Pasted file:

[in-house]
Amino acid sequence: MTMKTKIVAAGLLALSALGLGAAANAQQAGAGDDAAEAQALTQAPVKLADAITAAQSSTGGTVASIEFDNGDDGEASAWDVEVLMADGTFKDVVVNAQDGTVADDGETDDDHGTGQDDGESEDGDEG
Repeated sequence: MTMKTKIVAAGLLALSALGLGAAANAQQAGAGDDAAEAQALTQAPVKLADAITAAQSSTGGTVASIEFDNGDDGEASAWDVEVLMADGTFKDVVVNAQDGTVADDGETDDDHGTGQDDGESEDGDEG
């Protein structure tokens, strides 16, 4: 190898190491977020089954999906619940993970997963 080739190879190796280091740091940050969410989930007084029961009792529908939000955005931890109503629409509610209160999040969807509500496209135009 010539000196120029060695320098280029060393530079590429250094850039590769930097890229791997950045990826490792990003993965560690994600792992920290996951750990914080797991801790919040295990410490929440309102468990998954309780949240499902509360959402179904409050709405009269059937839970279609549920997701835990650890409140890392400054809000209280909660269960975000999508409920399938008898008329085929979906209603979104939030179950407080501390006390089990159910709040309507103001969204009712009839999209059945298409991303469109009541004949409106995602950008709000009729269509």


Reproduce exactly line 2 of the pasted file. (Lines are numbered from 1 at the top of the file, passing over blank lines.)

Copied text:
Amino acid sequence: MTMKTKIVAAGLLALSALGLGAAANAQQAGAGDDAAEAQALTQAPVKLADAITAAQSSTGGTVASIEFDNGDDGEASAWDVEVLMADGTFKDVVVNAQDGTVADDGETDDDHGTGQDDGESEDGDEG